There’s no better advertising for your eventer sourcing/breeding operation than attaching your name to as many winning horses as possible. Here are the stories behind five of the most dominant prefixes in the USEA Horse Registry Database.
The Fernhill prefix designates horses sold through Fernhill Sport Horse Centre in Kilkenny, Ireland. Founded by Carol Gee, a former member of the Irish Event Team, the first Fernhill horse entered the scene in 2005 and now, not quite a decade later, the name is all over the sport. There are currently 96 horses with the Fernhill prefix registered with the USEA, but even that is a misleading figure, as many Fernhill horses aren’t carrying the prefix.
Phillip Dutton’s WEG alternate Mighty Nice, for instance, was sourced through Fernhill, as was his 2008 Olympic mount and Rolex winner Connaught. Fernhill Fearless, named to the 2014 WEG squad with Kim Severson, is the first Fernhill prefix bearing horse to represent the U.S. in international team competition. Read more about the Fernhill empire via EN’s February 2014 interview with Carol Gee.
Founded in 1998 in New Zealand by Frances Stead, Clifton Eventers has established itself as a launchpad for internationally proven sport horses. The program pairs promising young horses with its team of experienced riders, led by principle rider Jock Padget. Superstars currently within the system currently include Clifton Promise, whose 2013 Burghley win with Paget in the irons was infamously clouded by a positive drug test, and four-star horses Clifton Lush and Clifton Pinot.
There are 69 horses with the Clifton prefix registered with the USEA, with many success stories among them, for instance, the prolific career of NAJYRC veteran Clifton Peekachu (pictured below) — you can read his story here.
Unlike Fernhill and Clifton, the prefix Flagmount’s is a nod to the Irish Sport Horse stallion Flagmount’s Freedom, sired by Flagmount King and grandsired by King of Diamonds. Owned by Janet Marden, Flagmount’s Freedom stands at stud at Leaning Oaks Farm in Bryon, Texas, and was competitive through the long-format two-star level. At age 17 he’s still out competing at the Prelim and Intermediate levels, a testament to his tough Irish breeding.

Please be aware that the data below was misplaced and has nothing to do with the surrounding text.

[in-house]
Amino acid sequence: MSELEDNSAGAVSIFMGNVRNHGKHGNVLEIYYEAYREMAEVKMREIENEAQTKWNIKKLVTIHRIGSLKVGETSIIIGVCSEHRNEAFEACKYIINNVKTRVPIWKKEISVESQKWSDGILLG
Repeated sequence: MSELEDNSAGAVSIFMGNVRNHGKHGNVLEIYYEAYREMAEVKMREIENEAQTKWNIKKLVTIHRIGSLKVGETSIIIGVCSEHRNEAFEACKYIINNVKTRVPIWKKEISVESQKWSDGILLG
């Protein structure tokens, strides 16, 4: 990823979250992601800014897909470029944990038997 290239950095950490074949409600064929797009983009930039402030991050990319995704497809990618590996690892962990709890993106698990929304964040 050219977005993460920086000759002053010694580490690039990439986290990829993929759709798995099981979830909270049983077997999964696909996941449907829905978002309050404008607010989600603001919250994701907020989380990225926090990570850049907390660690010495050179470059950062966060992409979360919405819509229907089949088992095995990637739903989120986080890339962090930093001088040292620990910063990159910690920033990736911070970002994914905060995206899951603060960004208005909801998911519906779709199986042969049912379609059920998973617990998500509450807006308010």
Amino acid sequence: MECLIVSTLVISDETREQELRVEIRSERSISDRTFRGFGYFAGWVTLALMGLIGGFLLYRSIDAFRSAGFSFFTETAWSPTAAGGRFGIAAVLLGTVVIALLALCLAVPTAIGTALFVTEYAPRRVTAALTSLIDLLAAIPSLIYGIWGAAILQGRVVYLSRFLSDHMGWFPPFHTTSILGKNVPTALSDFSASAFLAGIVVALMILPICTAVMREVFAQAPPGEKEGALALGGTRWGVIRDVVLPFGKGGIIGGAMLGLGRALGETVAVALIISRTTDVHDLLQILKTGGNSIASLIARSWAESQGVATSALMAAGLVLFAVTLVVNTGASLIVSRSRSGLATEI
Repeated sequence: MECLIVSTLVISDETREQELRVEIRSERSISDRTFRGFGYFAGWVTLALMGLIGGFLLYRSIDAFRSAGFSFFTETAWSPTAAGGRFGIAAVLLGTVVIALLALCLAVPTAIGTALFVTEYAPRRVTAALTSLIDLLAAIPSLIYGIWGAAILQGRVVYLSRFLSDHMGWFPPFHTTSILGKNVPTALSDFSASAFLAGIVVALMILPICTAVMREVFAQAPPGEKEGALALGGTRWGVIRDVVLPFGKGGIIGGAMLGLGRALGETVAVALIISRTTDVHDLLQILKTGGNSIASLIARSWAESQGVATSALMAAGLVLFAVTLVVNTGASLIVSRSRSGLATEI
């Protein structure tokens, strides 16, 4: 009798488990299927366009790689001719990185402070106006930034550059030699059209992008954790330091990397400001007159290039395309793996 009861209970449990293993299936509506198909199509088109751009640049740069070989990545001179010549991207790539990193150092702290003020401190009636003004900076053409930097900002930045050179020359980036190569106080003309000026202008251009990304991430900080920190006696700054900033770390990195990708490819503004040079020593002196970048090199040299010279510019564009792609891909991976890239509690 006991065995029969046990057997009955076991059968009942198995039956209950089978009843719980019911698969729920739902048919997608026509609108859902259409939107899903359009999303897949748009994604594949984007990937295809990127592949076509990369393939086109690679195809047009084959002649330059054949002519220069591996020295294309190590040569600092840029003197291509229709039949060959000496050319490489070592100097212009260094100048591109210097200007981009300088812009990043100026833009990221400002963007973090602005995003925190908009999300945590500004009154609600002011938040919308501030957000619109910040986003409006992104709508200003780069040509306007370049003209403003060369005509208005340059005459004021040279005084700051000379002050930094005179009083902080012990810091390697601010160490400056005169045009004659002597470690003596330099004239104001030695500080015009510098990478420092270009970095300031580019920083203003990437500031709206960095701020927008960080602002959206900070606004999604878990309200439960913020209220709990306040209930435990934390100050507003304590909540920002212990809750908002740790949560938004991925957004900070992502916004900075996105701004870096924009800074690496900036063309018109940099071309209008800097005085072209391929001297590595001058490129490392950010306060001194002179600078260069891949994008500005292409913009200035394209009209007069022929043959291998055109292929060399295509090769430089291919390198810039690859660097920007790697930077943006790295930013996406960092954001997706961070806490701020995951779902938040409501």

His progeny are known for being amateur friendly but talented — pictured below is Flagmount’s Sterling Prince, who has competed through the CIC3* level with Sara Kozumplik-Murphy. There are 34 Flagmount’s horses listed with the USEA, many of them coming up the levels. Janet Marden shared a history of the Flagmount prefix with EN here.
Also ringing in at 34 horses in the USEA Registry is the prefix Sportsfield. It references Sportsfield Horses, a yard owned by Paul Donovan in County Tipperary, Ireland, that focuses on the procurement, producing and selling of Irish Sport Horses. Sportsfield horses have done well for themselves — on the international level, Andrew Tinkler’s Sportsfield Othello was named as a reserve for the 2014 Irish WEG event team, and several Sportsfield horses are out competing at the upper levels in the United States. Pictured below is Sportsfield One O Two, who has competed through the Intermediate level with Christine Duke.
The prefix Ringwood refers to Ringwood Stud, located near Newcastle West in Ireland. The stud dates back to 1860 and has been handed down the generations, most recently to Peter Leonard, a former director of the FEI and the SJAI and current HSI stallion inspector. The family has a rich tradition of horsemanship: Peter’s sister Ann O’ Grady and his brother Terrence produced Buck Davidson’s 2014 WEG mount, Ballynoe Castle RM, among other top eventers.
Ringwood’s most famous graduates include Bettina Hoy’s champion four-star horse Ringwood Cockatoo and, on the U.S. side, Tiana Coudray’s 2012 Olympic mount Ringwood Magister. There are 24 horses with the Ringwood prefix registered with the USEA.
What are some other prefixes that are building an empire in the U.S. event world? Tell us in the comments section below!